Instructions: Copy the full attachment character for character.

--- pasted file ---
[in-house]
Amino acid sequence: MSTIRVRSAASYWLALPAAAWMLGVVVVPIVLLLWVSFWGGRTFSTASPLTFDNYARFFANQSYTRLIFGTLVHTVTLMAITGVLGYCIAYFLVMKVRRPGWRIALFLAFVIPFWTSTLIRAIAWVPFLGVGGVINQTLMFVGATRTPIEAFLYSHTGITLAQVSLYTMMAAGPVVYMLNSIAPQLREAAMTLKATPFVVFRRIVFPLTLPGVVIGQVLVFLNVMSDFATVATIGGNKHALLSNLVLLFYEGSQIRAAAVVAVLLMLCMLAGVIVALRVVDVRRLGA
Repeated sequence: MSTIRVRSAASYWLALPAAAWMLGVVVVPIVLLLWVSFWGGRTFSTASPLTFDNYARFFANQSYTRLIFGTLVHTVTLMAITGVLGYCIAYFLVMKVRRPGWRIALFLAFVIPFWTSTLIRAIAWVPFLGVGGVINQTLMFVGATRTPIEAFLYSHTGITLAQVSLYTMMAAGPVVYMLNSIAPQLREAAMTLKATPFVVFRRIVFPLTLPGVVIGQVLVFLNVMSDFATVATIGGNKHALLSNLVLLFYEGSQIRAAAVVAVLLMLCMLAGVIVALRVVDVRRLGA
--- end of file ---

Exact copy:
[in-house]
Amino acid sequence: MSTIRVRSAASYWLALPAAAWMLGVVVVPIVLLLWVSFWGGRTFSTASPLTFDNYARFFANQSYTRLIFGTLVHTVTLMAITGVLGYCIAYFLVMKVRRPGWRIALFLAFVIPFWTSTLIRAIAWVPFLGVGGVINQTLMFVGATRTPIEAFLYSHTGITLAQVSLYTMMAAGPVVYMLNSIAPQLREAAMTLKATPFVVFRRIVFPLTLPGVVIGQVLVFLNVMSDFATVATIGGNKHALLSNLVLLFYEGSQIRAAAVVAVLLMLCMLAGVIVALRVVDVRRLGA
Repeated sequence: MSTIRVRSAASYWLALPAAAWMLGVVVVPIVLLLWVSFWGGRTFSTASPLTFDNYARFFANQSYTRLIFGTLVHTVTLMAITGVLGYCIAYFLVMKVRRPGWRIALFLAFVIPFWTSTLIRAIAWVPFLGVGGVINQTLMFVGATRTPIEAFLYSHTGITLAQVSLYTMMAAGPVVYMLNSIAPQLREAAMTLKATPFVVFRRIVFPLTLPGVVIGQVLVFLNVMSDFATVATIGGNKHALLSNLVLLFYEGSQIRAAAVVAVLLMLCMLAGVIVALRVVDVRRLGA